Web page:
The above paper investigated whether the current female college athletes followed the required dietary standards. Although athletes are supposed to follow a specific regimen, there are numerous cases where female athletes especially those in college have not followed the required diet (Taylor et al., 2015). Failure to follow a specific regimen has a specific negative effect on the metabolic process of the athletes especially when engaging in any form of sporting exercise (Shriver, Betts, & Wollenberg, 2013). Ideally, their food is supposed to contain the required amounts of carbohydrates, proteins and other biomolecules in the required proportion (Darmon, & Drewnowski, 2015). Therefore, the study was conducted to examine whether the female athletes followed the standard dietary regimen in place or whether they deviated from the norm.
The study hypothesised that the female college athletes never followed the current sports dietary nutrition standards
A convenience descriptive study was utilised. The sample population was largely made up of female college athletes. The study was conducted in Division University which was located in Midwest United States. All the participant’s trainers were informed about the nature of the study. The trainers were the used in selecting participants from January 2009 to May 2010. All selected participants were informed of their roles and were required to get some consent form. All participants who were selected were 18 years and older and were to be fee from any form of injury (Shriver, Betts, & Wollenberg, 2013). All the interested athletes were supposed to visit a laboratory for some tests before being allowed to be part and parcel of the study. All participants were informed of the benefits as well as the risks involved in the study and were requested to sign their consent form prior to the data collection exercise.
A descriptive study was used in investigating whether female college athletes adhered to the required nutritional standards. Various forms of measurement were taken. These measurements included height, weight, and body mass and body composition. Standard measurements for all of the above measures were also collected and recorded. Tests were conducted on all individuals in the morning while all the participants were supposed to fast overnight before visiting the laboratory the next day (Shriver, Betts, & Wollenberg, 2013). Anthropometric measurements as well as dietary measurements were also collected.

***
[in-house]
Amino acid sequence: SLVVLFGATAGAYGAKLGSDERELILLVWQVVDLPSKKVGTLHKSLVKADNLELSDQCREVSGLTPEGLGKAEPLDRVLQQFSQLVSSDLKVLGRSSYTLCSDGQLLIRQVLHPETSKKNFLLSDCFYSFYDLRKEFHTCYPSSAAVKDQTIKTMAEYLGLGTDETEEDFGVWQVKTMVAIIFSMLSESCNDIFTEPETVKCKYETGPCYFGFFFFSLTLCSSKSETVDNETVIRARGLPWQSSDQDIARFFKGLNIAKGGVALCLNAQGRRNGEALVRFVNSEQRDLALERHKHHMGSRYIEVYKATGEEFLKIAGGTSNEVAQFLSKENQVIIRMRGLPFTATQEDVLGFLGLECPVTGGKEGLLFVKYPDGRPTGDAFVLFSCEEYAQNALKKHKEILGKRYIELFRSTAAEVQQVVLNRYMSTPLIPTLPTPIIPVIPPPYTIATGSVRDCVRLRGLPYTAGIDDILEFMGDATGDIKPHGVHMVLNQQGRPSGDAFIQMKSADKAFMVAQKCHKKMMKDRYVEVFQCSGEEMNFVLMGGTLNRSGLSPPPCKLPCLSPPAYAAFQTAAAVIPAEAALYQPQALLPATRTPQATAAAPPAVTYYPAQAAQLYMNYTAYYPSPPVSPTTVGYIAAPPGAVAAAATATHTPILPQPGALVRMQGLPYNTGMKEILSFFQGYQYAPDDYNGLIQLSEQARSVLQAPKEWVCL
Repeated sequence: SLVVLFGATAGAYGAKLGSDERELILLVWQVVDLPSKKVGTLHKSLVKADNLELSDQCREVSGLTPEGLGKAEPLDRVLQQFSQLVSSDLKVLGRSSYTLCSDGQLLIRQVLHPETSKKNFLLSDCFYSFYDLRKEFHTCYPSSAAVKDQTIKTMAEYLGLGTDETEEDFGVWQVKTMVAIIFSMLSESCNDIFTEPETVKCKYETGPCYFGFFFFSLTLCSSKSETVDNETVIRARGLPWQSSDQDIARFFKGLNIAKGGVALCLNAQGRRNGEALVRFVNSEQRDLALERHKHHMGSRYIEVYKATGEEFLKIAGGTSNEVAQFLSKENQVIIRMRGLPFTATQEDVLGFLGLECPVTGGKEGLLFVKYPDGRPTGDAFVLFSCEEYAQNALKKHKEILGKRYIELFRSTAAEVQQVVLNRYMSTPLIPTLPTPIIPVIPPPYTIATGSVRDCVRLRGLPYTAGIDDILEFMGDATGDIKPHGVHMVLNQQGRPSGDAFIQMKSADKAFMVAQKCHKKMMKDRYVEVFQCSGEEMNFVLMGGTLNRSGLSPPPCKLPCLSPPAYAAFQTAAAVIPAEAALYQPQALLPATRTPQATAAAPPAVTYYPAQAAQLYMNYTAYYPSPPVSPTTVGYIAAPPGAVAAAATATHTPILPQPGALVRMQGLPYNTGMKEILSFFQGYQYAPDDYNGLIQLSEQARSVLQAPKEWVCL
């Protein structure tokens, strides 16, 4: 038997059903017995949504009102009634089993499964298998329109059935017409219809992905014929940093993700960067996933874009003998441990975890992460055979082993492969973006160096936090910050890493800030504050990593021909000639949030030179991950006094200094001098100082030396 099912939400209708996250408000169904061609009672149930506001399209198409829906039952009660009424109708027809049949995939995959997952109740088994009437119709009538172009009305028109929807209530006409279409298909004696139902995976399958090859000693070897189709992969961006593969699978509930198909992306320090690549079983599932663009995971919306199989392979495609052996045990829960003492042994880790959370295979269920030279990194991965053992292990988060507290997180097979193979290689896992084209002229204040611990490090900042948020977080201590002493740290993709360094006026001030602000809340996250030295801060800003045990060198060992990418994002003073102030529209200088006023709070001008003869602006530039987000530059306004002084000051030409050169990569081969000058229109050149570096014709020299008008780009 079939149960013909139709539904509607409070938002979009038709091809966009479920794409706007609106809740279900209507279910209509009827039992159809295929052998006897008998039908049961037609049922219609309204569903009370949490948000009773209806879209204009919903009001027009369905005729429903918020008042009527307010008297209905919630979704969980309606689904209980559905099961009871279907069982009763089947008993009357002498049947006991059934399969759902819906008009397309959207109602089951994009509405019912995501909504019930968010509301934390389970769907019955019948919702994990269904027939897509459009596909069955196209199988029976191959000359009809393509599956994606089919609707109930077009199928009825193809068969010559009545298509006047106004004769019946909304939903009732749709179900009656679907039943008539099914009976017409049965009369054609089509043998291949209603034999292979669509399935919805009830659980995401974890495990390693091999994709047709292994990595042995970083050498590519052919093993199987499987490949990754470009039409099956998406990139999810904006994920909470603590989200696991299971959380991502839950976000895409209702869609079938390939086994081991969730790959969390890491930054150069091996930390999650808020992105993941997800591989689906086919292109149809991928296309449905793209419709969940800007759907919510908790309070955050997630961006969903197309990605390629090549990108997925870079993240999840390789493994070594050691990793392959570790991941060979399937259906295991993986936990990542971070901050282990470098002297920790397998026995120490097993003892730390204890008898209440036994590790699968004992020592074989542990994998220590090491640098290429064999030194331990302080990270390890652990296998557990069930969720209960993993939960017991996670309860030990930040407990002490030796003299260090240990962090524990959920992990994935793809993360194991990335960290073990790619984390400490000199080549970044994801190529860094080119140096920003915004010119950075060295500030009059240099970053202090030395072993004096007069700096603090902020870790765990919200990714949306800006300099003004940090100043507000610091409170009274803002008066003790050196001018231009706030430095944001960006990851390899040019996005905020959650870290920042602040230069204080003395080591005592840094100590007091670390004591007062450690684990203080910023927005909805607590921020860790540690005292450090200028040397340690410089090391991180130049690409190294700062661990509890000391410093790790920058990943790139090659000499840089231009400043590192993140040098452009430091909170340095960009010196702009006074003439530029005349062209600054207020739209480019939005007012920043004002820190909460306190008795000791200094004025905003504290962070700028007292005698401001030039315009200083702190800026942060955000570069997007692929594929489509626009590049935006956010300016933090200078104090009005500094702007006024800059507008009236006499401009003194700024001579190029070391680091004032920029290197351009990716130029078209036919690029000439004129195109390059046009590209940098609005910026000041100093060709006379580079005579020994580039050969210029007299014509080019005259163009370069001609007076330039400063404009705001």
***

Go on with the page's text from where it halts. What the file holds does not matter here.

52 participants completed the study and allowed their measurements be collected, recorded and analysed. This was 84% of the target population. Seven participants did not complete the study and as a result their values were not included in the study results. The mean age of all the participants was collected after the participants were classified based on the type of sport they engaged in. The energy intake of the participants indicated that carbohydrates were the major nutrient consumed. The participant’s energy levels were lower compared to the required amount by the body (Shriver, Betts, & Wollenberg, 2013). Carbohydrate intake was lower compared to the required minimum requirements. The analysis also revealed that protein and carbohydrates requirements were not being met by most of the athletes. In addition, there was a negative correlation between the frequency of dining out among individuals and the carbohydrate intake regardless of the intake taken by the participants